Know it all ... "How's the marathoning going?"
Me ... "Awe, pretty good - just running a lot."
Know it all ... "Your knees killing you yet?"
Me ... "No, I think I just have good genes. I really don't seem to get hurt much."
Know it all ... "But you haven't ruined your knees yet?"
Me ... "No."
Know it all ... "You will."
I think I just shrugged and said, "Hope not" before I quickly found somewhere else to mingle. But even though the only thing this oaf knows about running is his mouth, he's not definitely not alone in his general perception and engrained theory of running ... ANYONE OVER 30 + RUNNING = INJURY. And the more I run, I think he might be right.
In December of last year, I had just completed about 5,500 miles in 24 months. I was simply exhausted, and the familiar end of the year sore ankles, arches, and feet were setting in from the pounding they'd received throughout the spring, summer, and fall. I've always been a really healthy runner, and even though I put on more miles than most folks, I've just never really battled any serious injury. The main thing I struggled with was chronic tendinitis of my upper hamstring - the area immediately below my butt. But the more and more I read about snapped Achilles, broken hips, chronic Plantar Fasciitis, MCL & ACL surgeries, etc, etc, etc, it seemed like I was probably running on borrowed time and sooner or later, all of the miles would catch up with me. So at the end of 2011, I decided to make a somewhat preemptive strike and fix a potentially huge problem in my running ... the DREADED HEEL STRIKE!!! (ominous dramatic music here)
From my own experience, I gathered some of the facts about my current heel striking ...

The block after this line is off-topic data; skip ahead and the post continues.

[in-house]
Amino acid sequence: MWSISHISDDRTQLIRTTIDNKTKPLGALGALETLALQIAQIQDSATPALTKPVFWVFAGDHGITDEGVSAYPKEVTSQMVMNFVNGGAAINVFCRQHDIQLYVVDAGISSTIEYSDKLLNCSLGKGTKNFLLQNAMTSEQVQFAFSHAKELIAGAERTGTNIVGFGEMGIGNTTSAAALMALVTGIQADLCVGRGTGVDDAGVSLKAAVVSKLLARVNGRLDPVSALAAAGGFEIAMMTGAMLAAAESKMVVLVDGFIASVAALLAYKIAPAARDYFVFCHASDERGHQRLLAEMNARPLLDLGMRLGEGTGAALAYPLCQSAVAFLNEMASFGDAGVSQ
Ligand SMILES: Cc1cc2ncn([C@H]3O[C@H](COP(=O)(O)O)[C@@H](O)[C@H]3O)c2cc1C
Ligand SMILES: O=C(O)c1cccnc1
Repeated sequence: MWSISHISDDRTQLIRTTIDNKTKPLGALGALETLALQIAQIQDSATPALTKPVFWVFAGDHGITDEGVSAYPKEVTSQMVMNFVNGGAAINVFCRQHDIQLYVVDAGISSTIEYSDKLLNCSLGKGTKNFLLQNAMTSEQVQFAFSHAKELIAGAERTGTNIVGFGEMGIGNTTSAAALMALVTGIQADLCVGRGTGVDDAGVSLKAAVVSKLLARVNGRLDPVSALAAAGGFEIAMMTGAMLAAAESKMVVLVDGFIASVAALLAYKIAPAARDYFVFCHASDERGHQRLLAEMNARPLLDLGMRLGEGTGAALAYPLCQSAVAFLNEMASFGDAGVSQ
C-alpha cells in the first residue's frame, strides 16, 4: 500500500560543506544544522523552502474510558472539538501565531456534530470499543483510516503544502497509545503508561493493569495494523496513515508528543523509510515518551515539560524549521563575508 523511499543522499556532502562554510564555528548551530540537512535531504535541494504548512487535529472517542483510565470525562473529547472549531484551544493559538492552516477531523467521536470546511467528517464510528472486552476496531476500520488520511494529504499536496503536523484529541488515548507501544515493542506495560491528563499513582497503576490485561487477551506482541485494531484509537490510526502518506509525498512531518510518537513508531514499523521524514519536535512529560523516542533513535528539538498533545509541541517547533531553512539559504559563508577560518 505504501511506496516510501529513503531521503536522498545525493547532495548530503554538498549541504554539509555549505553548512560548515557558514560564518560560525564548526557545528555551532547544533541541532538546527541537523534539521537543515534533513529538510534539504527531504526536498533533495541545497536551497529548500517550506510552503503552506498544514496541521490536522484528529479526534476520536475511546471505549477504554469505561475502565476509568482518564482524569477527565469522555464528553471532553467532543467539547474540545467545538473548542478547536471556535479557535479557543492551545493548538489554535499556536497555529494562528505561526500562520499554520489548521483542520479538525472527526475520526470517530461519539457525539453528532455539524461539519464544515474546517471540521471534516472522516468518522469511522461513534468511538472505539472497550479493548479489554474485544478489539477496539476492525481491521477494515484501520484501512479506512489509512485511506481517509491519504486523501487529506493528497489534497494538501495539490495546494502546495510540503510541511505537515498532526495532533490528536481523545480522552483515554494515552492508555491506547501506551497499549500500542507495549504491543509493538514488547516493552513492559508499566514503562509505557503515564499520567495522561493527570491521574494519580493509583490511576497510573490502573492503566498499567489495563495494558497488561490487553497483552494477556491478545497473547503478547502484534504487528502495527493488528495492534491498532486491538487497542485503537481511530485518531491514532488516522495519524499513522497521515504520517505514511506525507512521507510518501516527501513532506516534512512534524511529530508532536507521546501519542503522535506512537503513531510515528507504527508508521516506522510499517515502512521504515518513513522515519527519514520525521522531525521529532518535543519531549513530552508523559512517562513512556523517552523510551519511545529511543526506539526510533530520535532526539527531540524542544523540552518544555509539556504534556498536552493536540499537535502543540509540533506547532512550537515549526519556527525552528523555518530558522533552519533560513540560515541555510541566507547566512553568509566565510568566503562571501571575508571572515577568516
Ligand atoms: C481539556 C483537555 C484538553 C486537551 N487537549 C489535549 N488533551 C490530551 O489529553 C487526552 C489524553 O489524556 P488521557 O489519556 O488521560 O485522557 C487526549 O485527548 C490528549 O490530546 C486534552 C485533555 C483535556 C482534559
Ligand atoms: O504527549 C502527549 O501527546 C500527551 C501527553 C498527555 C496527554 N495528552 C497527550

1. If your heel hits the ground first, it's going absorb most of the impact of each stride
2. When your heel makes the initial contact, your leading leg is locked and rigid
3. When your leading leg is locked and rigid, it almost becomes a "braking mechanism" and slows you down
4. Because the heel gets all of the wear & tear, heel striking wears out shoes very, very quickly
People who changed to a forefoot/midfoot strike noted these facts about their running ...
1. Striking the ground with the center of your foot spreads the impact over a wider base
2. When your midfoot makes the initial contact, your leading leg is slightly bent at the knee
3. When the leading leg is slightly bent, each stride becomes more cushioned and "bouncier" like a shock absorber
4. Striking with the forefoot/midfoot extends the life of shoes since the heel is not the only thing receiving wear & tear
Making The Change
So there it was ... I would just snap my fingers and totally change the way I ran. But I soon found that making the transition from heel striker to forefoot/midfoot striker was not exactly that easy. In fact, it was A LOT tougher than I thought it would be. And honestly, I'm still not sure that it's for everyone. There are a lot of statistics that show most people attempting the change at some point revert back to their original running style out of frustration, or because they acquire a whole new set of injuries. Changing your running stride takes an incredible amount of time, focus, dedication, and discipline because it's literally a complete running transformation.
|The POSE Method, created by Dr. Nicholas Romanov, is a